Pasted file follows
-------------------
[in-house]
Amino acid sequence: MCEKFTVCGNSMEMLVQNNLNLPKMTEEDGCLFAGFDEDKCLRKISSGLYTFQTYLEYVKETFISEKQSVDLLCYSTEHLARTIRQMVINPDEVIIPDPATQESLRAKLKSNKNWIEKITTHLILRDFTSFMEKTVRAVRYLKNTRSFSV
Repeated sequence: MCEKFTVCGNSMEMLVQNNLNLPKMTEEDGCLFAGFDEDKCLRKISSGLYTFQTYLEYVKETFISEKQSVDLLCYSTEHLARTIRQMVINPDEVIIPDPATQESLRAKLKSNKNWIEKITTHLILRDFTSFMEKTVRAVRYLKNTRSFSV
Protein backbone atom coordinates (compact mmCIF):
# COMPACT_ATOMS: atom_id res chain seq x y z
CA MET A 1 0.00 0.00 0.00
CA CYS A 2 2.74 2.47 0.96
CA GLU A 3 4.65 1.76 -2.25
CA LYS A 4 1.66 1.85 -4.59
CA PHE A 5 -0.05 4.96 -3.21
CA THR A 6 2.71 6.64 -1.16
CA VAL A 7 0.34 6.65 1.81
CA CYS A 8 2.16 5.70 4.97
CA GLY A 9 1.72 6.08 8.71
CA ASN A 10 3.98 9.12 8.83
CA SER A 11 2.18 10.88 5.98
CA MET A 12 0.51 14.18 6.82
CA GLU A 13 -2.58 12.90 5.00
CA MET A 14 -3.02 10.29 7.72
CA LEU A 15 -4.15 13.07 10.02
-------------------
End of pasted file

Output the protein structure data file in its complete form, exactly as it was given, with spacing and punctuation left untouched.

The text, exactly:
[in-house]
Amino acid sequence: MCEKFTVCGNSMEMLVQNNLNLPKMTEEDGCLFAGFDEDKCLRKISSGLYTFQTYLEYVKETFISEKQSVDLLCYSTEHLARTIRQMVINPDEVIIPDPATQESLRAKLKSNKNWIEKITTHLILRDFTSFMEKTVRAVRYLKNTRSFSV
Repeated sequence: MCEKFTVCGNSMEMLVQNNLNLPKMTEEDGCLFAGFDEDKCLRKISSGLYTFQTYLEYVKETFISEKQSVDLLCYSTEHLARTIRQMVINPDEVIIPDPATQESLRAKLKSNKNWIEKITTHLILRDFTSFMEKTVRAVRYLKNTRSFSV
Protein backbone atom coordinates (compact mmCIF):
# COMPACT_ATOMS: atom_id res chain seq x y z
CA MET A 1 0.00 0.00 0.00
CA CYS A 2 2.74 2.47 0.96
CA GLU A 3 4.65 1.76 -2.25
CA LYS A 4 1.66 1.85 -4.59
CA PHE A 5 -0.05 4.96 -3.21
CA THR A 6 2.71 6.64 -1.16
CA VAL A 7 0.34 6.65 1.81
CA CYS A 8 2.16 5.70 4.97
CA GLY A 9 1.72 6.08 8.71
CA ASN A 10 3.98 9.12 8.83
CA SER A 11 2.18 10.88 5.98
CA MET A 12 0.51 14.18 6.82
CA GLU A 13 -2.58 12.90 5.00
CA MET A 14 -3.02 10.29 7.72
CA LEU A 15 -4.15 13.07 10.02